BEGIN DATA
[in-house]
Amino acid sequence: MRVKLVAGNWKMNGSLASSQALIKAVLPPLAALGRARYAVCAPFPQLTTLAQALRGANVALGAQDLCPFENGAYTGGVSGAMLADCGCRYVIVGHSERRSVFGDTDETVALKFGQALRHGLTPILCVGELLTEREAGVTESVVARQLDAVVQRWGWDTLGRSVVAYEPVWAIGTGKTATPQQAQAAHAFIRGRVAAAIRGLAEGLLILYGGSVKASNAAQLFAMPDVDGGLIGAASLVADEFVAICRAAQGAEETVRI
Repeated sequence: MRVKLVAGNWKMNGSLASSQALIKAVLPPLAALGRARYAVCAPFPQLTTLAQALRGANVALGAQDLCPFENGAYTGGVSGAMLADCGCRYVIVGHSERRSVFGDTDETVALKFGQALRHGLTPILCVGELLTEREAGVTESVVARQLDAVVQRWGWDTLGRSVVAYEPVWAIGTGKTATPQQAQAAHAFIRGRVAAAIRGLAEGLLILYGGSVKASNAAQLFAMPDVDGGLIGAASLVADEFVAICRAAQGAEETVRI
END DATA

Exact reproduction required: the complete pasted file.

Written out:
[in-house]
Amino acid sequence: MRVKLVAGNWKMNGSLASSQALIKAVLPPLAALGRARYAVCAPFPQLTTLAQALRGANVALGAQDLCPFENGAYTGGVSGAMLADCGCRYVIVGHSERRSVFGDTDETVALKFGQALRHGLTPILCVGELLTEREAGVTESVVARQLDAVVQRWGWDTLGRSVVAYEPVWAIGTGKTATPQQAQAAHAFIRGRVAAAIRGLAEGLLILYGGSVKASNAAQLFAMPDVDGGLIGAASLVADEFVAICRAAQGAEETVRI
Repeated sequence: MRVKLVAGNWKMNGSLASSQALIKAVLPPLAALGRARYAVCAPFPQLTTLAQALRGANVALGAQDLCPFENGAYTGGVSGAMLADCGCRYVIVGHSERRSVFGDTDETVALKFGQALRHGLTPILCVGELLTEREAGVTESVVARQLDAVVQRWGWDTLGRSVVAYEPVWAIGTGKTATPQQAQAAHAFIRGRVAAAIRGLAEGLLILYGGSVKASNAAQLFAMPDVDGGLIGAASLVADEFVAICRAAQGAEETVRI